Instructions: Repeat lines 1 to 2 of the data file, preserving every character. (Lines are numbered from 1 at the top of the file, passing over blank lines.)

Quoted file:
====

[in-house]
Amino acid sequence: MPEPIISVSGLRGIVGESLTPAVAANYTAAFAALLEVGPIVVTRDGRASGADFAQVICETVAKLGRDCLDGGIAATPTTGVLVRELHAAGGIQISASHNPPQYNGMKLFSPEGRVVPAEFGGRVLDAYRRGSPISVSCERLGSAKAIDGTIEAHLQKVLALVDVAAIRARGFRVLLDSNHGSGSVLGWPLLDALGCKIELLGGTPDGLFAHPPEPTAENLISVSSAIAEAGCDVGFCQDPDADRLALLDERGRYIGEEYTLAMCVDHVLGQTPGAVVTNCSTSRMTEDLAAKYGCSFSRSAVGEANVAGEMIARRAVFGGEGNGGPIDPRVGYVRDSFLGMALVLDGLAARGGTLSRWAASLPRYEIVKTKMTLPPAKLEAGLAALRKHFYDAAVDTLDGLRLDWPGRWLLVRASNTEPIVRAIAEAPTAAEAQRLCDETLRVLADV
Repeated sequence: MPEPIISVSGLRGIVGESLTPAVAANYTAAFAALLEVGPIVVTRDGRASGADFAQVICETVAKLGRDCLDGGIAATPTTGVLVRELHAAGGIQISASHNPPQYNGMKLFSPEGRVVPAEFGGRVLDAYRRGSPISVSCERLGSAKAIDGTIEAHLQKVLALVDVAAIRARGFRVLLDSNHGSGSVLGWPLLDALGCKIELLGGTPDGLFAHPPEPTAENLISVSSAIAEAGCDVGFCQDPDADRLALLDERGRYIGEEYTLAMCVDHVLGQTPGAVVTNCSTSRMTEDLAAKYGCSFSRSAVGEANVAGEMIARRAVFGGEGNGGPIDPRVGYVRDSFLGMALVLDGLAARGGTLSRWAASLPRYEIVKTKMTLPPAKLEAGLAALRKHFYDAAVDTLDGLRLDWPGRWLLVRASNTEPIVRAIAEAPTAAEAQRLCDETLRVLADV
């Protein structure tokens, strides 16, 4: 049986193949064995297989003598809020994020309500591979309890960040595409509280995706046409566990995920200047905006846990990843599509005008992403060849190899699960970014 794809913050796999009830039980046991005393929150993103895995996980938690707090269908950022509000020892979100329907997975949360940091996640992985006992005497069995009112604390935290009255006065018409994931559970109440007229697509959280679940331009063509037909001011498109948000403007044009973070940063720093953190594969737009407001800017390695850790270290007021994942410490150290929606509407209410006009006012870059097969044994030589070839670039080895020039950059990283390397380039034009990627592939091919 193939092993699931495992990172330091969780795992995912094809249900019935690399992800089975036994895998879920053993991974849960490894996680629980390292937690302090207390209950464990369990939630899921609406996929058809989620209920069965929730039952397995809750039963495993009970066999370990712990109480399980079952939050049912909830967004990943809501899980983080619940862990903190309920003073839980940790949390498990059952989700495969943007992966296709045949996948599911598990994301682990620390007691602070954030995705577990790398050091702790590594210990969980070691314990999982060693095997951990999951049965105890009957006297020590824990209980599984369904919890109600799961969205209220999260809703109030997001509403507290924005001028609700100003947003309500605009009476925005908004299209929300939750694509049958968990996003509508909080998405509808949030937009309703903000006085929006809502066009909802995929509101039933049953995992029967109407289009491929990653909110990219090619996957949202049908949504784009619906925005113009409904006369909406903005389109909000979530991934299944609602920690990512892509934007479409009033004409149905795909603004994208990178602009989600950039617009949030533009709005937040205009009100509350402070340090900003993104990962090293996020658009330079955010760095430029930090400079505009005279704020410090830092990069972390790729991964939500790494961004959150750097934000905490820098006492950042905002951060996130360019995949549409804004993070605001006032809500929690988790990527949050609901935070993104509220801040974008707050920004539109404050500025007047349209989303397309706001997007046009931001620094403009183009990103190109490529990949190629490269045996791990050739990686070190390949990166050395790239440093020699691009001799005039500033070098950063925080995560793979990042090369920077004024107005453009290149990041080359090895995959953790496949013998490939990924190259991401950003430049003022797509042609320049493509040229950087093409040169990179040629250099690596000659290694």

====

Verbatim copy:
[in-house]
Amino acid sequence: MPEPIISVSGLRGIVGESLTPAVAANYTAAFAALLEVGPIVVTRDGRASGADFAQVICETVAKLGRDCLDGGIAATPTTGVLVRELHAAGGIQISASHNPPQYNGMKLFSPEGRVVPAEFGGRVLDAYRRGSPISVSCERLGSAKAIDGTIEAHLQKVLALVDVAAIRARGFRVLLDSNHGSGSVLGWPLLDALGCKIELLGGTPDGLFAHPPEPTAENLISVSSAIAEAGCDVGFCQDPDADRLALLDERGRYIGEEYTLAMCVDHVLGQTPGAVVTNCSTSRMTEDLAAKYGCSFSRSAVGEANVAGEMIARRAVFGGEGNGGPIDPRVGYVRDSFLGMALVLDGLAARGGTLSRWAASLPRYEIVKTKMTLPPAKLEAGLAALRKHFYDAAVDTLDGLRLDWPGRWLLVRASNTEPIVRAIAEAPTAAEAQRLCDETLRVLADV